Sunday, January 29, 2012

Faith and Fundamentalism

I have been accused on occasion of speaking, writing, and preaching as if I’m right and everyone else is wrong concerning issues of religion (and politics) (and everything else). That is probably so. It is the nature of declaring oneself, and one person’s persuasion is another’s elitism or fundamentalism. I do like to raise questions and would like to help others think through questions of faith and fact, but I guess I ‘m not very good at being gentle in these ways.

I am adamant against claims of Truth. I always distrusted such claims, but when I visited Northern Ireland in 2000, I became entrenched. What I saw and heard there, from Presbyterians and from their history (not the official teachings of the denomination there) was so serious that I will emphasize it here: CLAIMS  TO  TRUTH  ARE  OPPOSED  TO  PEACE. Truth leads to discrimination against and ultimately killing people because they disagree with the teachings of those with power. Simple truth. Maybe that one has a capital “T.” There can be no peace among peoples if they are claiming Truth over acceptance or at least tolerance of other beliefs.

Marcus Borg has accused some progressives of  “fact fundamentalism” or imposing enlightenment values on the Bible. He says this of Richard Dawkins and other “new” or “angry” atheists of recent years, and he said it in the ‘90's about certain scholars of the Jesus Seminar. His argument is that Biblical writers did not seek scientific evidence for truths, and we should not expect them to do so. We need to return to experiencing faith that allows the Bible to be true without being literally or factually true.

Borg actually helps many people with this by offering a definition of “faith” as “seeing.” Faith isn’t just assent to doctrines or even trust in God or Jesus. Faith is adopting a particular way of seeing the world, life in it, and the cosmos. Faith is a worldview. Science then is a “faith.” What I had done as a young man was to adopt Jesus’ way of seeing the world, as expressed in his teaching and way of dying.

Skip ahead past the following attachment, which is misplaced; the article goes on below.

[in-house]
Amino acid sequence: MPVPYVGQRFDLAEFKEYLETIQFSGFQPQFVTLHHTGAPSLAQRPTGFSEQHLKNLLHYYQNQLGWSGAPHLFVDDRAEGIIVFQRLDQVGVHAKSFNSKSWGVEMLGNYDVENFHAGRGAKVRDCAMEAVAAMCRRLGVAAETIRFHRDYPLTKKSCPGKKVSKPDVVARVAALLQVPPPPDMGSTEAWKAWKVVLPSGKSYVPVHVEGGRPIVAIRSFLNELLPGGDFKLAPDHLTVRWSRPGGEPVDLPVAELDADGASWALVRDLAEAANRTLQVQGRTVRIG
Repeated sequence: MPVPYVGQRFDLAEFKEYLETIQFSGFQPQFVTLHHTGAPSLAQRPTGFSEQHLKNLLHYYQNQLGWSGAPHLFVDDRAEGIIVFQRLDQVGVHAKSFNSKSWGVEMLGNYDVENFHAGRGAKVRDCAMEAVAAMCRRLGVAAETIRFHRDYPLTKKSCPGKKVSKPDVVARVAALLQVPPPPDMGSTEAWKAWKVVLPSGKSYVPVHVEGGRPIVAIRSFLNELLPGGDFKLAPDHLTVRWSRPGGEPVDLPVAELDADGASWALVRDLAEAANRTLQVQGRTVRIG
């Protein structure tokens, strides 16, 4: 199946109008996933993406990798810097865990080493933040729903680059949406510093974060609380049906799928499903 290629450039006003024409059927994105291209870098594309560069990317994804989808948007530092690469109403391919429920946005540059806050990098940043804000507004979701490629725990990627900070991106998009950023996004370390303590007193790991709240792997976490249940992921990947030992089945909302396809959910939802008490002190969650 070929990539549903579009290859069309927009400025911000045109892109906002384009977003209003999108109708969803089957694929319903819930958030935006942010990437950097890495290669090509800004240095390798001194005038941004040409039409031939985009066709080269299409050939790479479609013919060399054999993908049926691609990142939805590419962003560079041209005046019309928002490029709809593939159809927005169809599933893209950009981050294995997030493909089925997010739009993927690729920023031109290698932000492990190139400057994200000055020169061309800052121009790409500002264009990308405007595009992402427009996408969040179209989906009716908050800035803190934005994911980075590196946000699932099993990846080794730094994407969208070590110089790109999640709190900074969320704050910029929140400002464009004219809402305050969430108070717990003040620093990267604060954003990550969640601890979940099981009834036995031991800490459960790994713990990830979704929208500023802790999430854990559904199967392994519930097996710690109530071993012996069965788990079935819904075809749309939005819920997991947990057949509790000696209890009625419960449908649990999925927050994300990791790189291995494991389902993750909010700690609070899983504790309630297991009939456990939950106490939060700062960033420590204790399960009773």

The Jesus Seminar and I lost a great scholar and friend when Daryl Schmidt, then Chair of the Religion Dept. at Texas Christian U. In Ft. Worth, died suddenly in 2006. For the last six years of his life, Daryl led the Paul Seminar, specifically translation of Paul’s letters, now published in . The Authentic Letters of Paul: A New Reading of Paul's Rhetoric and Meaning The huge problem addressed in this "Scholars' Version" of the text is how to read Paul without reading him through Augustine, Luther, and Calvin.

One of Daryl’s most important contributions, I thought, was the insight that Paul did NOT say that “a person is justified...through faith in Christ.” (Galatians 2:16) Daryl notes that English translations up to 1881 (including the King James) translated this “the faith of Christ.” This Paul uses in arguing from the parallel “trust/faithfulness of Abraham.” (Romans 4:12,16) We are not asked to “believe” in (or “on”!) Jesus, but in the words of the Cotton Patch Gospels, we are “to live the way of Jesus.” It is this philosophical wisdom not the pre-scientific worldview of Jesus that attracts many of us, e.g., “The rain falls on the just and the unjust.”

Actually, the fundamentalism of the late 19th century that causes such grief today grew out of a marriage of orthodoxy and the enlightenment at Princeton Seminary. Archibald Alexander, Charles Hodge, and Benjamin Warfield chose not to fight rationalism but to make literalism rational. To believe in scripture means that it has to be "true" even in the senses put forward by the sciences.

Alvin Plantinga, philosopher from Notre Dame, has become popular with his book, Where the Conflict Really Lies. He has a rationalist argument against “naturalism,” the view that there is a single, non-supernatural reality. Plantinga also has adopted the view that philosophy doesn’t matter (!) because there are no foundations in philosophy to which we might point. I heard him on NPR today and understood him to be calling in a deus ex machina to explain why or how Jesus happened to perform so many miracles as are recorded in the Gospels. Anyone who can logically argue a case for Jesus performing miracles deserves some sort of prize.

Dawkins says “We believe in evolution because the evidence supports it, and we would abandon it overnight if new evidence arose to dispute it. No real fundamentalist would ever say anything like that...” Naturalists or evolutionists do not assert that there is no god; only that there is no evidence for a god. The problem really lies in the claims of revelation, from hearing the voice of God directly or through scripture. These things “make sense” within the circle of faith (belief in the fundamentals of supernaturalism, revelation, and divine beings). Again, I say that the language of religion is metaphor and myth. If everyone in the room understands that we are speaking in those ways, I am willing to expound the Christ myth passionately. Unfortunately, everyone doesn’t, so I am inclined to play the anti-fundamentalist fundamentalist.

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